Valve is not averse to all organizational structure—it crops up in many forms all the time, temporarily. But problems show up when hierarchy or codified divisions of labor either haven’t been created by the group’s members or when those structures persist for long periods of time. We believe those structures inevitably begin to serve their own needs rather than those of Valve’s customers. The hierarchy will begin to reinforce its own structure by hiring people who fit its shape, adding people to fill subordinate support roles. Its members are also incented to engage in rent-seeking behaviors that take advantage of the power structure rather than focusing on simply delivering value to customers.


While people occasionally choose to push themselves to work some extra hours at times when something big is going out the door, for the most part working overtime for extended periods indicates a fundamental failure in planning or communication. If this happens at Valve, it’s a sign that something needs to be reevaluated and corrected. If you’re looking around wondering why people aren’t in “crunch mode,” the answer’s pretty simple. The thing we work hardest at is hiring good people, so we want them to stick around and have a good balance between work and family and the rest of the important stuff in life.

If you find yourself working long hours, or just generally feel like that balance is out of whack, be sure to raise the issue with whomever you feel would help. Dina loves to force people to take vacations, so you can make her your first stop.

The office

Sometimes things around the office can seem a little too good to be true. If you find yourself walking down the hall one morning with a bowl of fresh fruit and Stumptown-roasted espresso, dropping off your laundry to be washed, and heading into one of the massage rooms, don’t freak out. All these things are here for you to actually use. And don’t worry that somebody’s going to judge you for taking advantage of it—relax! And if you stop on the way back from your massage to play darts or work out in the Valve gym or whatever, it’s not a sign that this place is going to come crumbling down like some 1999-era dot-com startup. If we ever institute caviar-catered lunches, though, then maybe something’s wrong. Definitely panic if there’s caviar.


What if I screw up?

Nobody has ever been fired at Valve for making a mistake. It wouldn’t make sense for us to operate that way. Providing the freedom to fail is an important trait of the company— we couldn’t expect so much of individuals if we also penalized people for errors. Even expensive mistakes, or ones which result in a very public failure, are genuinely looked at as opportunities to learn. We can always repair the mistake or make up for it.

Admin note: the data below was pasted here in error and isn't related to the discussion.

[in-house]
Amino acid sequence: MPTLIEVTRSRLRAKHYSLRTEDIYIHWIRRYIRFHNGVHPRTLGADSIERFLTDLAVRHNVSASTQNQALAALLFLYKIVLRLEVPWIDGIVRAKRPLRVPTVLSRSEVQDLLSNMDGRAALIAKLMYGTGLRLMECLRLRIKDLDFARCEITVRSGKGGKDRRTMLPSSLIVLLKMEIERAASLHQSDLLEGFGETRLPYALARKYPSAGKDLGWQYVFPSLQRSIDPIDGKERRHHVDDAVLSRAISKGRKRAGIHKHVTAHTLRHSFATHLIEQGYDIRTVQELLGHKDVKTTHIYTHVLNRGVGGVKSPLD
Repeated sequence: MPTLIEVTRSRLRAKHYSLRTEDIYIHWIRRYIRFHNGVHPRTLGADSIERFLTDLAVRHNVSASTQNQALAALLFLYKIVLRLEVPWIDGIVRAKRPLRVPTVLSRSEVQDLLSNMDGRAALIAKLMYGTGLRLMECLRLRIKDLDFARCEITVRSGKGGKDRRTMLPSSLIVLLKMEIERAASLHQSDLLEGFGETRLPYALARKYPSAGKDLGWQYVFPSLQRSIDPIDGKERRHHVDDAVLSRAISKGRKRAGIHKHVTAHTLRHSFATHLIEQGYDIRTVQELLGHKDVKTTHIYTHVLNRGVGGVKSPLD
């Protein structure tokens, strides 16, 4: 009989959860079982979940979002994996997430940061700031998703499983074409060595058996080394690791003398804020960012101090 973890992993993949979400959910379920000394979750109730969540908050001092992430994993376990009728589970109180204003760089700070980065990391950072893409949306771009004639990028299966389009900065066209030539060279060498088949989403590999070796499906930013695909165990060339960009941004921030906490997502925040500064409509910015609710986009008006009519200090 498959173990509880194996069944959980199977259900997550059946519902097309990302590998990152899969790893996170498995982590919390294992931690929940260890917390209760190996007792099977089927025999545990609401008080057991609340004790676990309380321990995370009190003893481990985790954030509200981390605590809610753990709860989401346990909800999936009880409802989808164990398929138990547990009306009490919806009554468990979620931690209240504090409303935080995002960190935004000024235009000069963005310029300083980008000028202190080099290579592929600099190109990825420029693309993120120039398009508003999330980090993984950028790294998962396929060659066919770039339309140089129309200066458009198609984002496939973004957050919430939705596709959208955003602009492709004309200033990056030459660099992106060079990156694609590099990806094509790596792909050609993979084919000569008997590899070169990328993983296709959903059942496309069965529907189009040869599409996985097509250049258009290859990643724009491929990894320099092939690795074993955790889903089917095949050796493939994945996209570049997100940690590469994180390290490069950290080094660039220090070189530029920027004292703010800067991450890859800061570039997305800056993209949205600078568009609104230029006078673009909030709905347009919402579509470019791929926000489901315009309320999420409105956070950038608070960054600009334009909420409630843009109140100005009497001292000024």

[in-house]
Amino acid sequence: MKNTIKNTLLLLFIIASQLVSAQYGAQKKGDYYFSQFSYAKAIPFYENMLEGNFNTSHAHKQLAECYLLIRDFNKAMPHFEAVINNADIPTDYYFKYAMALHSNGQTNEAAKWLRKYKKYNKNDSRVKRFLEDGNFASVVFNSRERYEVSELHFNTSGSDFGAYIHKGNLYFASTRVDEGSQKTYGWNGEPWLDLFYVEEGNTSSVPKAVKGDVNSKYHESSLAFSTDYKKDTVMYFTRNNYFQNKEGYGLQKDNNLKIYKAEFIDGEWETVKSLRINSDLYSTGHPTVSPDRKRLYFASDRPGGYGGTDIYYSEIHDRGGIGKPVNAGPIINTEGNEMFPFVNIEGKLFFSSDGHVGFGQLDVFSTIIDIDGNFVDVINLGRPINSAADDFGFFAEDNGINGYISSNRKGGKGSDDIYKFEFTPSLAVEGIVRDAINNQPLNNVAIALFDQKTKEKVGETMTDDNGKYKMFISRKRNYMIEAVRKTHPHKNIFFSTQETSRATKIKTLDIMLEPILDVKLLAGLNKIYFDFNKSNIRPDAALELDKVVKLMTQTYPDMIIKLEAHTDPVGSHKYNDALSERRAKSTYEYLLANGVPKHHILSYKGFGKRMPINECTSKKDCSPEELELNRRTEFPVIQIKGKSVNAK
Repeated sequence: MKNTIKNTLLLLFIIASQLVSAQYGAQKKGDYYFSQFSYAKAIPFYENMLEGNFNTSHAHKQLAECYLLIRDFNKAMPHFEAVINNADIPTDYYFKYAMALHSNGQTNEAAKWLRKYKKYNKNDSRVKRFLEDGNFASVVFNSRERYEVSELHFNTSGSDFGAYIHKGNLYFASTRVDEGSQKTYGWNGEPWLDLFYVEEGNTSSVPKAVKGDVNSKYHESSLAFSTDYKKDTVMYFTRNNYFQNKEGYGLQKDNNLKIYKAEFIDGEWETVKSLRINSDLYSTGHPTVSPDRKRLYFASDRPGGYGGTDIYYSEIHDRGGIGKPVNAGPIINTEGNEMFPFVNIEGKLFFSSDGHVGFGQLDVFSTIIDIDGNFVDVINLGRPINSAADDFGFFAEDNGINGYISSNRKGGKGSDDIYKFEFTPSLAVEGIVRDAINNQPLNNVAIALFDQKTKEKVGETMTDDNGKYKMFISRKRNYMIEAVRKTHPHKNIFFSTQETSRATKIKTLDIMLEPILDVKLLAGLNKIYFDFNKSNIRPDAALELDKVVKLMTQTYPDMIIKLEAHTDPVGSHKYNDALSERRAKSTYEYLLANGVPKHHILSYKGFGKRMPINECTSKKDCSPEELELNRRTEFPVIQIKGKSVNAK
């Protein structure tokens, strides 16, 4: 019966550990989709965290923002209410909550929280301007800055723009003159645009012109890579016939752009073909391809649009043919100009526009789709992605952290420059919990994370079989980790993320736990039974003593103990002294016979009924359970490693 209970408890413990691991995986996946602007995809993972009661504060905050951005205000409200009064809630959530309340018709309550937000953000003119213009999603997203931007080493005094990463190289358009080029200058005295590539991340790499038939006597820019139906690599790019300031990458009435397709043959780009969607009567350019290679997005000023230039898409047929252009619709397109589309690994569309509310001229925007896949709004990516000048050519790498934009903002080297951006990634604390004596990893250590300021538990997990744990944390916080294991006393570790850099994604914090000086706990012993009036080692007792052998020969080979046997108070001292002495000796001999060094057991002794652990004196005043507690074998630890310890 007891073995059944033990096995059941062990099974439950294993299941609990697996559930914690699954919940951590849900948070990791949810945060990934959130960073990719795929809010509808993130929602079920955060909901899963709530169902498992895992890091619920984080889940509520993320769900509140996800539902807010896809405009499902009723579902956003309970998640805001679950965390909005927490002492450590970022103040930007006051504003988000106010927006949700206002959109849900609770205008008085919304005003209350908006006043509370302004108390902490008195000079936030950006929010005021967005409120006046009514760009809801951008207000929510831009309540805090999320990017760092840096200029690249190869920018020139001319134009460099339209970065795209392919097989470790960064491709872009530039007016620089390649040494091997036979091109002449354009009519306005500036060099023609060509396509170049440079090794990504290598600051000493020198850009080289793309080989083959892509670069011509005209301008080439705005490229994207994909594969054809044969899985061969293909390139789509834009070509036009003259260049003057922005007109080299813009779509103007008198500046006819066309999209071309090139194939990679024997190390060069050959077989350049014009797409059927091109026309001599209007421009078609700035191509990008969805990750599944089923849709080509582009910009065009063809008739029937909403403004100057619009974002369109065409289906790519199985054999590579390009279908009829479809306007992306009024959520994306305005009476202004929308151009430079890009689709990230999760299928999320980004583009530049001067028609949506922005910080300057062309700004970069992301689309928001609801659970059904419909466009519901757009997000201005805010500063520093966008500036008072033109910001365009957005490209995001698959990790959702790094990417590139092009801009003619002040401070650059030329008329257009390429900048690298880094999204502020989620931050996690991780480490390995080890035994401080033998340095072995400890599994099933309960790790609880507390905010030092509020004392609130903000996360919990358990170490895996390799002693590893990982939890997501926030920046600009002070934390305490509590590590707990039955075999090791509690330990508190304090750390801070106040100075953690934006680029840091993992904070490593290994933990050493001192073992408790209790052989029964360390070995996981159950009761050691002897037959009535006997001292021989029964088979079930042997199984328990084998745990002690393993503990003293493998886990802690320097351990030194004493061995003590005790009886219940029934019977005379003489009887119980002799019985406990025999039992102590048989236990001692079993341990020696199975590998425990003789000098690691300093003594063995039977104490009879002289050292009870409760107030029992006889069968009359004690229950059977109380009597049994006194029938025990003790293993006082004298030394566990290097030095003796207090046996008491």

Screwing up is a great way to find out that your assumptions were wrong or that your model of the world was a little bit off. As long as you update your model and move forward with a better picture, you’re doing it right. Look for ways to test your beliefs. Never be afraid to run an experiment or to collect more data.

It helps to make predictions and anticipate nasty outcomes. Ask yourself “what would I expect to see if I’m right?” Ask yourself “what would I expect to see if I’m wrong?” Then ask yourself “what do I see?” If something totally unexpected happens, try to figure out why.

There are still some bad ways to fail. Repeating the same mistake over and over is one. Not listening to customers or peers before or after a failure is another. Never ignore the evidence; particularly when it says you’re wrong.

But what if we ALL screw up?

So if every employee is autonomously making his or her own decisions, how is that not chaos? How does Valve make sure that the company is heading in the right direction? When everyone is sharing the steering wheel, it seems natural to fear that one of us is going to veer Valve’s car off the road.

Over time, we have learned that our collective ability to meet challenges, take advantage of opportunity, and respond to threats is far greater when the responsibility for doing so is distributed as widely as possible. Namely, to every individual at the company.

We are all stewards of our longterm relationship with our customers. They watch us, sometimes very publicly, make mistakes. Sometimes they get angry with us. But because we always have their best interests at heart, there’s faith that we’re going to make things better, and that if we’ve screwed up today, it wasn’t because we were trying to take advantage of anyone.

Part 3 - How Am I Doing?

Your Peers and Your Performance

We have two formalized methods of evaluating each other: peer reviews and stack ranking. Peer reviews are done in order to give each other useful feedback on how to best grow as individual contributors. Stack ranking is done primarily as a method of adjusting compensation. Both processes are driven by information gathered from each other—your peers.

Peer reviews

We all need feedback about our performance—in order to improve, and in order to know we’re not failing. Once a year we all give each other feedback about our work. Outside of these formalized peer reviews, the expectation is that we’ll just pull feedback from those around us whenever we need to.